The fact that reporters at TMZ have what seems to be a fully edited HQ version of the video suggests that a final cut does exist and has been shared in some circles, but sadly it has yet to be released to fans. Given the controversial nature of the video, it’s unlikely that this one will ever get released, which means that all we can hope for is a leak.
Other Gaga videos were set up and ready to film before being scrapped at the last minute.
At the BMI Pop Music Awards on May 17th, 2011, Gaga's longtime choreographer and creative partner Laurieann Gibson confirmed that she and Gaga would be filming the ‘The Edge of Glory’ music video soon and that they had a concept for it established, hinting “we’ll be feeling very fishy”. Joseph Kahn, who has worked on videos such as Britney’s ‘Womanizer’ and Taylor Swift’s ‘Bad Blood’, was set to direct, making it his third collaboration with Gaga after music videos for 'LoveGame' and 'Eh Eh (Nothing Else I Can Say)'. He began casting for the video in May, seeking a Hispanic-looking “badass” love interest, “couture doctors who will wear smocks and black gloves”, an on-air news reporter, and a band of soldiers for scenes involving rifles. Elaborate sets were also created, including one for a hospital, one for Brooklyn Bridge, one underwater set for the Brooklyn River, and the fire escape set which ended up dominating the finished product.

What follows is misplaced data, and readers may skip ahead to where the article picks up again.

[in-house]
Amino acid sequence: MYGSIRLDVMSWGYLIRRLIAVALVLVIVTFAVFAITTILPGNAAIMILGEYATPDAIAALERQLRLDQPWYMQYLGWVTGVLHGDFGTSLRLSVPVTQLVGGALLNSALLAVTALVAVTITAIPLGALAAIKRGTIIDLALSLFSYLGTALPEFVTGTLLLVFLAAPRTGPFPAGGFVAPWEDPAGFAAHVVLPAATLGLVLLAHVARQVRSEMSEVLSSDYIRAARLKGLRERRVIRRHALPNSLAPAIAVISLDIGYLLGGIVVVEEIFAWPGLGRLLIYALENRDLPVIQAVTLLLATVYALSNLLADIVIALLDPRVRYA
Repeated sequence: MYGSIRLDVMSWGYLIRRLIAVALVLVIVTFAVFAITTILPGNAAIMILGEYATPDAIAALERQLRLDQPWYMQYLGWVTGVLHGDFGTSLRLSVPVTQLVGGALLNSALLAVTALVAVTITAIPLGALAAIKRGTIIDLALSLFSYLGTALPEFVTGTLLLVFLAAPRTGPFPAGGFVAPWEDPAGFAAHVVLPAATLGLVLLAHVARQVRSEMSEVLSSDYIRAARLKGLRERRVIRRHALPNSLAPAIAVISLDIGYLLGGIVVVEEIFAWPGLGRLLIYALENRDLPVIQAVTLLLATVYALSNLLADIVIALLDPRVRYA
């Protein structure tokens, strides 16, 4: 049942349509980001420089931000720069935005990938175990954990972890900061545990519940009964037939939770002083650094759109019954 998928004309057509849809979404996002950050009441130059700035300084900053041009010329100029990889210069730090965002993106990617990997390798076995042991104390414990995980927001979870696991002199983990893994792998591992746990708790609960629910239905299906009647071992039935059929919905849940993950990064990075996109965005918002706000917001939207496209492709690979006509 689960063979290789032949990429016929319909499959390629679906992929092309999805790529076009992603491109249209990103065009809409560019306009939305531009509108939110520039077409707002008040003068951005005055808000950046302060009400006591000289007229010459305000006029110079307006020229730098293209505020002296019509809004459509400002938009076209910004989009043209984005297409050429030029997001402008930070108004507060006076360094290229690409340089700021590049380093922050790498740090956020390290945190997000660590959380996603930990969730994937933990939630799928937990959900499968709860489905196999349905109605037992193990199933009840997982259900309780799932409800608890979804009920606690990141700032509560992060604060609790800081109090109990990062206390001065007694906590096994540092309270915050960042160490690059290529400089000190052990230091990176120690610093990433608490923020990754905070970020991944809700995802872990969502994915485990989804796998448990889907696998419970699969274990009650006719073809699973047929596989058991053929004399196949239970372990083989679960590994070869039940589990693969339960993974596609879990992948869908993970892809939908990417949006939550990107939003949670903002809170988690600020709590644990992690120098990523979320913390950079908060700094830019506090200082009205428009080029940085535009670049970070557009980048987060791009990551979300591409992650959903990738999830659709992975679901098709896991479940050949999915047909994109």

Filming began on the fire escape set, with Clarence Clemons appearing alongside Gaga to perform his saxophone solo as Gaga danced around the set. Sadly, the rest of the shoot did not proceed smoothly. According to Chancler Hayes, Kahn’s longtime editor, two days of filming had already been completed when Gaga changed her mind about the entire video concept. Hayes said that Gaga wanted to simplify the music video which Kahn had spent months working on, leading to a disagreement between the two and the ultimate cancellation of the project. Gaga herself later stated in 2017 that her disagreements with Kahn were over "real philosophies about life". Following the videos release, an angry Kahn tweeted “I did NOT direct Lady Gaga’s ‘Edge of Glory’ video. Lady Gaga did — I don’t co-direct. One canvas, one paintbrush. Respect the art. Very simple rule with me.”